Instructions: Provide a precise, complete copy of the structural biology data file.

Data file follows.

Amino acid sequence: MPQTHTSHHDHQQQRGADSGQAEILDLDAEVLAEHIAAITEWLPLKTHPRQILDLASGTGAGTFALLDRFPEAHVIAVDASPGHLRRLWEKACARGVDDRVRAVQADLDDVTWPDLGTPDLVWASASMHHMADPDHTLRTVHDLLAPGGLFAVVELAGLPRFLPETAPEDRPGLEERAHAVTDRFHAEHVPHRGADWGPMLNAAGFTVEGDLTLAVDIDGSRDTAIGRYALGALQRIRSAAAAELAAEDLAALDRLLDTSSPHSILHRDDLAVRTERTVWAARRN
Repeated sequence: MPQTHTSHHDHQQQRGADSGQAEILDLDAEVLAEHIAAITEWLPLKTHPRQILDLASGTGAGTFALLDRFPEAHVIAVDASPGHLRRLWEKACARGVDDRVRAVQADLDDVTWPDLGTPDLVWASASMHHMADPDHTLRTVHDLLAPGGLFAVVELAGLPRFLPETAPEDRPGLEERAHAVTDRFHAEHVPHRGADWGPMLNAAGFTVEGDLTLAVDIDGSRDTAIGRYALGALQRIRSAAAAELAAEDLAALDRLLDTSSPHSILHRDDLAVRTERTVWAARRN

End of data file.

Amino acid sequence: MPQTHTSHHDHQQQRGADSGQAEILDLDAEVLAEHIAAITEWLPLKTHPRQILDLASGTGAGTFALLDRFPEAHVIAVDASPGHLRRLWEKACARGVDDRVRAVQADLDDVTWPDLGTPDLVWASASMHHMADPDHTLRTVHDLLAPGGLFAVVELAGLPRFLPETAPEDRPGLEERAHAVTDRFHAEHVPHRGADWGPMLNAAGFTVEGDLTLAVDIDGSRDTAIGRYALGALQRIRSAAAAELAAEDLAALDRLLDTSSPHSILHRDDLAVRTERTVWAARRN
Repeated sequence: MPQTHTSHHDHQQQRGADSGQAEILDLDAEVLAEHIAAITEWLPLKTHPRQILDLASGTGAGTFALLDRFPEAHVIAVDASPGHLRRLWEKACARGVDDRVRAVQADLDDVTWPDLGTPDLVWASASMHHMADPDHTLRTVHDLLAPGGLFAVVELAGLPRFLPETAPEDRPGLEERAHAVTDRFHAEHVPHRGADWGPMLNAAGFTVEGDLTLAVDIDGSRDTAIGRYALGALQRIRSAAAAELAAEDLAALDRLLDTSSPHSILHRDDLAVRTERTVWAARRN